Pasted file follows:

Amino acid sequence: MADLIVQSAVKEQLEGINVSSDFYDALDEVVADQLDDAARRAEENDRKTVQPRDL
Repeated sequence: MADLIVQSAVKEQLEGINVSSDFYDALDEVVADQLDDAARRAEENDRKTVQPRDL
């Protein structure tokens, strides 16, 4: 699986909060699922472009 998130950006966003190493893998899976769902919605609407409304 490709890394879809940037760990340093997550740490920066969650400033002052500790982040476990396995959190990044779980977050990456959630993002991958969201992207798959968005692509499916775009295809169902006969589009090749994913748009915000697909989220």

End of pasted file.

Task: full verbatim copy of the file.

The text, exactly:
Amino acid sequence: MADLIVQSAVKEQLEGINVSSDFYDALDEVVADQLDDAARRAEENDRKTVQPRDL
Repeated sequence: MADLIVQSAVKEQLEGINVSSDFYDALDEVVADQLDDAARRAEENDRKTVQPRDL
């Protein structure tokens, strides 16, 4: 699986909060699922472009 998130950006966003190493893998899976769902919605609407409304 490709890394879809940037760990340093997550740490920066969650400033002052500790982040476990396995959190990044779980977050990456959630993002991958969201992207798959968005692509499916775009295809169902006969589009090749994913748009915000697909989220």